Other voices blind people know intimately, but about which we know practically nothing, are the narrators of talking books. The National Library Service for the Blind and Physically Handicapped (NLS) provides thousands of new talking books each year. These books are recorded by dozens of professional readers whose names we have come to know well but whose personalities are only shadows behind the books they have recorded. Of course, we can infer that Bob Askey probably likes westerns, that Martha Harmon Pardee may enjoy romances, and that Erik Sandvold is likely to be a sucker for pithy science fiction, but we never have a chance to discuss the books with them. Their recorded voices are tireless, reading a 20-hour book in a single sitting if we demand it of them. Without complaint, the voices are there in the middle of a sleepless night, on crowded buses, in sickness and in health. They read to us as we grow and mature, first reading us titles like Winnie-the-Pooh and Frog and Toad, moving on to All Creatures Great and Small, then Star Wars and Ender’s Game, and ultimately mature books like What to Expect… and Fatherhood.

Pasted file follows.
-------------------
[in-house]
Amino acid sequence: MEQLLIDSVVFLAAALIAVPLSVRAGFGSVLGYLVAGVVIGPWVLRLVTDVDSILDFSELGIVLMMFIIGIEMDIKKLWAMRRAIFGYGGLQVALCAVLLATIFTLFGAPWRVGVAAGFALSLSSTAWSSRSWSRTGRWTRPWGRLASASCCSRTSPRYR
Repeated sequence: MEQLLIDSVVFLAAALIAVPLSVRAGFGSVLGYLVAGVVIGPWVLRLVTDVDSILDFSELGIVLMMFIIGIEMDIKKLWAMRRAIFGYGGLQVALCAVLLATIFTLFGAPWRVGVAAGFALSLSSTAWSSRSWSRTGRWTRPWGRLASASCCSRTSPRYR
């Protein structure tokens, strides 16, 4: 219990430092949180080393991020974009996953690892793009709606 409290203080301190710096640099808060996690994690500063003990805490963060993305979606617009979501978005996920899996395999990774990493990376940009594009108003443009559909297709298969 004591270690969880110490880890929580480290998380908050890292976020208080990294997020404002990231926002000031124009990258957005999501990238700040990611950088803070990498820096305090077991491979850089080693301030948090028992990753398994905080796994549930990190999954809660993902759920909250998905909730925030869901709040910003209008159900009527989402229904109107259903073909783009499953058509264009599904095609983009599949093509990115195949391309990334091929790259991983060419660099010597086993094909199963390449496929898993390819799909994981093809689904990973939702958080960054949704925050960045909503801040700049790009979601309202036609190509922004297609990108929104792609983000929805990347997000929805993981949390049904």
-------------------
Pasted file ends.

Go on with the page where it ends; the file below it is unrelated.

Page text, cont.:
These hardworking voices are the conductors of our trains, the readers of our books, and the describers of our movies. Our relationship to them is well-defined with an elegant simplicity, uncomplicated by the normal politics of human interaction: they speak, and we listen. But the reality is not so simple. Easy though it is to forget, there are people and lives behind the voices – people who take pride in their ability to melt behind the more important message and simply be the voice of the visuals, the book, the train, or the time.